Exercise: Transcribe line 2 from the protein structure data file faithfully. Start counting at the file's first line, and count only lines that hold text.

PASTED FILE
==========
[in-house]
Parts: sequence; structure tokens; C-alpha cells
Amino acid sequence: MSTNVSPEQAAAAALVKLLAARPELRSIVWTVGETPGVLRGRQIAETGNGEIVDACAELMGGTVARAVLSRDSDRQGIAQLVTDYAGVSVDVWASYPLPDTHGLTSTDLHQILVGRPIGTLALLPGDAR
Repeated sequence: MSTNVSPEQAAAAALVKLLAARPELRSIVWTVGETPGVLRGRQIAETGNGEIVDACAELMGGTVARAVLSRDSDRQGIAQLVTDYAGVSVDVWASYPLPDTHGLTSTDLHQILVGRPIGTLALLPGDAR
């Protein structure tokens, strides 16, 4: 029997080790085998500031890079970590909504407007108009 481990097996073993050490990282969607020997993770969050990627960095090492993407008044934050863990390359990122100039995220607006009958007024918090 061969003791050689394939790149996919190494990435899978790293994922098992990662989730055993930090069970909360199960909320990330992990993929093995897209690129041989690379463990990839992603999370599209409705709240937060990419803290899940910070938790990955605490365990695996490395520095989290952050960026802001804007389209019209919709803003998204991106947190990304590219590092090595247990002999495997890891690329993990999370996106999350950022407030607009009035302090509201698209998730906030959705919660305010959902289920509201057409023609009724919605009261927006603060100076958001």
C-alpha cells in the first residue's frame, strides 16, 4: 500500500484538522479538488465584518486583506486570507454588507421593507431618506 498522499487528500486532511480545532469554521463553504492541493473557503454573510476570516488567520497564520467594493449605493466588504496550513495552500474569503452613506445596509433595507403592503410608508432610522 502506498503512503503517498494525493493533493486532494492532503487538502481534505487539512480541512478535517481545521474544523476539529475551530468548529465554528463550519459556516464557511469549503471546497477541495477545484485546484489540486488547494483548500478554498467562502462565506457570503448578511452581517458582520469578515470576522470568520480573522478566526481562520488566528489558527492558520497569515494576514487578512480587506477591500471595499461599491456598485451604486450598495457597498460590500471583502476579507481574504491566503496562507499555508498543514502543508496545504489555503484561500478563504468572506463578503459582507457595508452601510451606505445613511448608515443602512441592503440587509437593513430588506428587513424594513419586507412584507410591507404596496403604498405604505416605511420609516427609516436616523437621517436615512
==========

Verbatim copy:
Parts: sequence; structure tokens; C-alpha cells